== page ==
Academic journal article Pakistan Journal of Women's Studies: Alam-e-Niswan

Political Awareness among Women in the Punjab: A Case Study of Their Role in the Pakistan Movement

Academic journal article Pakistan Journal of Women's Studies: Alam-e-Niswan

Political Awareness among Women in the Punjab: A Case Study of Their Role in the Pakistan Movement

Article excerpt

No movement can be successful without the participation of women as they provide real spirit to a movement. Similarly, despite heavy odds, women backed up the Pakistan Movement. Indeed, the pace of the Pakistan Movement remained slow, even after the historic Lahore Resolution in 1940, and gained momentum only when women came forward to march along with men. This paper attempts to highlight the role and services of women of the Punjab in the struggle for the creation of Pakistan. It discusses how some women of the Punjab tried to awaken their sisters at an individual level as well as at the collective level. The paper also examines how politically motivated Punjabi women came forward to create political organizations and made efforts to activate the other women. Finally, this paper assesses effects of this political activism on housewives who stepped out of their homes to materialize the idea of Pakistan. The paper studies these various roles of women's political activism in three phases. Phase one deals with individual women's efforts for creating consciousness among women of the Punjab. Phase two assesses women's efforts to form Women's Organizations at the provincial level during the decade of the 1930s. Phase three studies the growth of women's activism during the final stages of the Pakistan Movement as women swung into full force demanding Pakistan.

An important aspect of this paper is its source material which has not been used hitherto for such a study. The first important source material comes from interviews of participants in the Pakistan Movement, women and men both, conducted by this researcher. Secondly, the paper draws upon files of 'the Gold Medalists' housed at the archives of the Pakistan Movement Workers Trust, Lahore. (1) To recognize the laudable contributions of the Pakistan Movement workers, Gold Medals were conferred upon them by the Government of the Punjab. These files not only provide first-hand knowledge of the services rendered by the freedom-fighters but also provide evidence of women's presence among them. A third important source is the newspapers. Long hours spent in the archives of the daily Nawa-i-Waqt, the Punjab Public Library, Lahore; the Library of the Museum, Lahore; and the Library of the University of the Punjab, yielded rich information from pages of multiple newspapers highlighting facts regarding women's participation in the Pakistan Movement that has been overlooked by historians of that movement. (2)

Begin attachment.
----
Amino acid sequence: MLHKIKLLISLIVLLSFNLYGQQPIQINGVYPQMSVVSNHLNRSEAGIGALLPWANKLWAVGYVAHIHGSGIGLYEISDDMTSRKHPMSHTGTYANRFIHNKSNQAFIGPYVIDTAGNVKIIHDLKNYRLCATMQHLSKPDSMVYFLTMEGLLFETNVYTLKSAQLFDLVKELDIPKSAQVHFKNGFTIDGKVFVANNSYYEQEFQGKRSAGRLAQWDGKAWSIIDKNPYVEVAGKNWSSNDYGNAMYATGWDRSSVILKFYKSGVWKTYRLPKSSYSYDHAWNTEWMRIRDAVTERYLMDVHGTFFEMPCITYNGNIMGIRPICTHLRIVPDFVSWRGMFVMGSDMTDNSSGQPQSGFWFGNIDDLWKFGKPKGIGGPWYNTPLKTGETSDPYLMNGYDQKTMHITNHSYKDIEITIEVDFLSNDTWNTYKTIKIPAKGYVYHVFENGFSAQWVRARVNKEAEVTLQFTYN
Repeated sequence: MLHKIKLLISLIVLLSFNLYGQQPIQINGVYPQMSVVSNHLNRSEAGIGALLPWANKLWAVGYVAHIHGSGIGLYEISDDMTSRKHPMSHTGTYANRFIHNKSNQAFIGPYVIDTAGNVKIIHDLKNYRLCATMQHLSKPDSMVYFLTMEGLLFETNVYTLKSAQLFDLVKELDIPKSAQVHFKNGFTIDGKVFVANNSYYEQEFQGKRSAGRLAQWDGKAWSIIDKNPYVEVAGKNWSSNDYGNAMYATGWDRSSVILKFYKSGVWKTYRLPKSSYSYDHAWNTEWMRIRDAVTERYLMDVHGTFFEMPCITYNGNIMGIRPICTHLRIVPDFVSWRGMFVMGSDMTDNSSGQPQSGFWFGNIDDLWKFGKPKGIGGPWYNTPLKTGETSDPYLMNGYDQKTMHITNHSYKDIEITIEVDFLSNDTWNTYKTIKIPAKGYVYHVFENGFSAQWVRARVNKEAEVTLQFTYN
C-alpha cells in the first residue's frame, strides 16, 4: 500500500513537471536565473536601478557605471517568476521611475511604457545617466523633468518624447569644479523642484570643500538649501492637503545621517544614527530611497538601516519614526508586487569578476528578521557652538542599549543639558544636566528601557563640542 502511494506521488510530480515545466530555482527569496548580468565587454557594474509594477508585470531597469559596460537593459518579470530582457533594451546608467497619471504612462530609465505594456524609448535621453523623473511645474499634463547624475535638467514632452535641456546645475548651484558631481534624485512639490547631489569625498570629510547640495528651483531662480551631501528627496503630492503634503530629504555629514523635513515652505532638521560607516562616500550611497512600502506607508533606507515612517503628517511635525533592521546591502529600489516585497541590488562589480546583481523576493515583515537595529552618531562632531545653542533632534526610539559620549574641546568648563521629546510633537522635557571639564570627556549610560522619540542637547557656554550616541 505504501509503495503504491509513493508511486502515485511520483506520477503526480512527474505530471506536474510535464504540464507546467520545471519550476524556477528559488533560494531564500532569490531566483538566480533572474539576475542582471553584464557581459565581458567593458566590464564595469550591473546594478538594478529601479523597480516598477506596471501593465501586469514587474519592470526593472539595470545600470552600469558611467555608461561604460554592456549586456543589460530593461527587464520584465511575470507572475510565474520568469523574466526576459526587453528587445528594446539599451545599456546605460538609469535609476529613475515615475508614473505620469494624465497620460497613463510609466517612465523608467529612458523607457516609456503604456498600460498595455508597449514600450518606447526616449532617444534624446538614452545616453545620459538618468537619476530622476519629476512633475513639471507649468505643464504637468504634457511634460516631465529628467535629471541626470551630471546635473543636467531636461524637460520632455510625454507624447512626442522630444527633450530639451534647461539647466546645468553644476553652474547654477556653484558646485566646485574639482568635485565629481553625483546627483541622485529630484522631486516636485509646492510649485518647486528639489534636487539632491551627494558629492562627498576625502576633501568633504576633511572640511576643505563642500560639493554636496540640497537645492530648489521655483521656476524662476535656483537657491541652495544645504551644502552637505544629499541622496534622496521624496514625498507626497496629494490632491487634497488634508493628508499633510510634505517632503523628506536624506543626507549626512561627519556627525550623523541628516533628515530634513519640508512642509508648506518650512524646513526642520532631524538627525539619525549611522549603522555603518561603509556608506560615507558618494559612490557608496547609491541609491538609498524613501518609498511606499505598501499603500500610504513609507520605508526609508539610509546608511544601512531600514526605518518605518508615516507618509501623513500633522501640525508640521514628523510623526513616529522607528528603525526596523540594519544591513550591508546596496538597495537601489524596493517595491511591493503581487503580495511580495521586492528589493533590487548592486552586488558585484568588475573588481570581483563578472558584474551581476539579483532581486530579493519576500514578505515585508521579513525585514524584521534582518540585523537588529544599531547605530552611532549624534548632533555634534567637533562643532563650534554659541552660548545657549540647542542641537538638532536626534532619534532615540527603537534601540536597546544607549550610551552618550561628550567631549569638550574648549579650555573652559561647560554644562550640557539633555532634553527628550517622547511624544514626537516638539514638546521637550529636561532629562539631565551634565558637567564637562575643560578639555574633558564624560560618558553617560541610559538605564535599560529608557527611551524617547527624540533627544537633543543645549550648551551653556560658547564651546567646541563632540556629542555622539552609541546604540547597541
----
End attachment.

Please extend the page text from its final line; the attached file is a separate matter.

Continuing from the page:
Phase One: Individual Efforts of Women

During this phase prominent women of the Punjab extended great services to awaken other females of the province through the opening of educational institutions and by convincing traditional Muslim families to let their daughters seek school and college education. In the backdrop of early twentieth-century Punjab's social milieu, in which women lived under severe restrictions, this call for education was indeed a sign of significant change. Contrary to the deep-rooted cultural norms, a few families dared to arrange for the education of their daughters at home. In general, education through schools established by the British colonial government or by Christian missions was shunned. (3) Lack of education and its low acceptance by the community thus kept many talented women at a distance from public space.

The story of one young woman, Fatimah Begum (1890-1958), daughter of Maulavi Mehboob Alam, (4) is worth recalling. She was the first Punjabi woman to play a pivotal and pioneering role in educating Muslim girls of the province. In 1901, she passed her matric examination privately. Earlier she had passed Munshi Fazil (5), an Urdu language degree examination. While passing matric examination was a great feat, she took another bold step when she served as a teacher in a local school for a few months. A gifted woman, she has the honour of being the first female Muslim journalist in India. She was the editor of a magazine for women, "Sharif Bibi. …

Search by... Author
Show... All Results Primary Sources Peer-reviewed

Oops!

An unknown error has occurred. Please click the button below to reload the page. If the problem persists, please try again in a little while.